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Psychological Perspectives Essay

1713 words - 7 pages

This essay will critically evaluate biological and behaviourist psychological perspectives. A psychological perspective is a theory which attempts to explain human behaviours and motivations. The Biological Approach, which came about in the 1880s, holds that human behaviour is determined by the anatomical structure of the brain. Including the chemicals produced by it and how they interact with each other. This approach is deterministic: it argues that all human behaviour is solely determined by our genetics, brain mechanisms and neurochemicals such as hormones. The Dunedin Longitudinal Study will be evaluated from this perspective. The humanistic perspective has its origins in existential philosophy. It argues that the world is ultimately meaningless and that people are free to choose their own personally worthwhile destinies (Maslow, 1943). The case study ‘Cindy’ will then be evaluated from the humanistic perspective. Lastly, there will be an evaluation of the humanistic therapy - person-centred therapy. The essay will then attempt to come to some conclusions about which approach best explains human behaviour.

Francis Galton, who was the half-cousin of Darwin, was one of the first key propagators’ of this approach. He argued that talent passes down through family lineage; i.e. genes (that genius’ are born not made). Galton does however acknowledge the benefit of education and social influences in ‘developing the active powers of the mind’ (Galton, 1869, p. 14). Noam Chomsky argued that humans are born with the foundations for understanding language and that this genetic ability was irrespective of cultural or social differences (Lyons, 1978, p. 7). This idea supports the theory of prepared learning; the idea that certain behaviours are genetically coded for ease of learning. Some of the most commonly occurring human phobias are; snakes, spiders, deep water and heights. Ridley argues that this is because of prepared learning. Genes are part of information system that collects information about the world in the past and incorporates them into good design through natural selection (Ridley, 2004).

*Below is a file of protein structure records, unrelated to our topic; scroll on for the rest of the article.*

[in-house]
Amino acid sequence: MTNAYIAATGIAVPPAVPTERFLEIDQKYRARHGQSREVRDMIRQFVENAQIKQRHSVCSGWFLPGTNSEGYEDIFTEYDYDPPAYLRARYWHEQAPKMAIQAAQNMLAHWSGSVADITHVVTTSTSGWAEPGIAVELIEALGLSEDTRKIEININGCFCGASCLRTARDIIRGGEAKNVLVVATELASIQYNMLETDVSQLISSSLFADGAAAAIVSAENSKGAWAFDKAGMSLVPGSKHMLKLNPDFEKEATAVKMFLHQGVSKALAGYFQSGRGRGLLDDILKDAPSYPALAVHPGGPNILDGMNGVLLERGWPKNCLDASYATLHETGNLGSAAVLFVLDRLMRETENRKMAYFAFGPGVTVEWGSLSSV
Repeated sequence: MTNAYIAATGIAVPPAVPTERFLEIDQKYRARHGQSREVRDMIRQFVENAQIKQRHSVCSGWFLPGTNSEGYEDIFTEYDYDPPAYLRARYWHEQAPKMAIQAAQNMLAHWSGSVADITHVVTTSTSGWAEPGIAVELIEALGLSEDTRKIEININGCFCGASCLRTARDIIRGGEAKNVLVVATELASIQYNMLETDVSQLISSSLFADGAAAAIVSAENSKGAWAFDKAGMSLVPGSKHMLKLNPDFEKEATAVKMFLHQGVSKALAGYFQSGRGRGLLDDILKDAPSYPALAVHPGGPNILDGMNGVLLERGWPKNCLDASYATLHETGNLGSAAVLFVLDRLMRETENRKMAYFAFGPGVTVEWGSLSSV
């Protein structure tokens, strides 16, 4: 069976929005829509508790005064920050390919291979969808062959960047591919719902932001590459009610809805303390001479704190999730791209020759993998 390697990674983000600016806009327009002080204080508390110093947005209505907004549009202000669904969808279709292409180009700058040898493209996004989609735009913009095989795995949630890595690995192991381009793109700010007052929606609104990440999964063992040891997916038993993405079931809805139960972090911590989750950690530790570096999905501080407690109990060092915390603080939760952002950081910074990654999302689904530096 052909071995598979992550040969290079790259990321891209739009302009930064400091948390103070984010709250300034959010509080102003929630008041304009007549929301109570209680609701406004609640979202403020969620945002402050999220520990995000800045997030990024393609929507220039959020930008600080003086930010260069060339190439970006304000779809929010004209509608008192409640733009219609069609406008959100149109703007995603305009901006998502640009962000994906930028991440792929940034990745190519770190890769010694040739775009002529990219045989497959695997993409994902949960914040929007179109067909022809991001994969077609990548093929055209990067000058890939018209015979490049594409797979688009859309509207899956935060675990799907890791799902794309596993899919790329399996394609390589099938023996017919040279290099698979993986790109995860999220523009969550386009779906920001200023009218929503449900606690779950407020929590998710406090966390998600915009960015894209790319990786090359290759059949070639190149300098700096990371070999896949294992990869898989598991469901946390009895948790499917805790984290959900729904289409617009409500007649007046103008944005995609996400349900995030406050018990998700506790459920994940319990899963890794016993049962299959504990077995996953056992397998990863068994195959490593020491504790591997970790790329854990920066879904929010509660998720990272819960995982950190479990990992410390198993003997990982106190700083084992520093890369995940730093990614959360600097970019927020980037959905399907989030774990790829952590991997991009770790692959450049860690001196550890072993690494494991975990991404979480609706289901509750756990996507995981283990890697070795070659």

Stereotypical male behaviour (increased aggression, violent and risk taking), could be explained by prepared learning. This would mean that the aggressive behaviour is genetically coded (the hormone testosterone) for survival purposes. As part of The Dunedin Longitudinal Study (DMHDRU, 2013), Terrie and Caspi observed that boys who had been mistreated in childhood, tended to be violent and antisocial in adulthood. Hypothesising that mistreatment alters personality (nurture). They observed 442 boys who were born during 1972-73 in Dunedin New Zealand. These boys had four white grandparents and had little difference in class or wealth, Caspi and Terrie tracked them into adulthood. 8% of the boys were severely mistreated between ages 3 and 11 and 28% probably mistreated during the same period. The result was that, many, but not all, of the mistreated boys...

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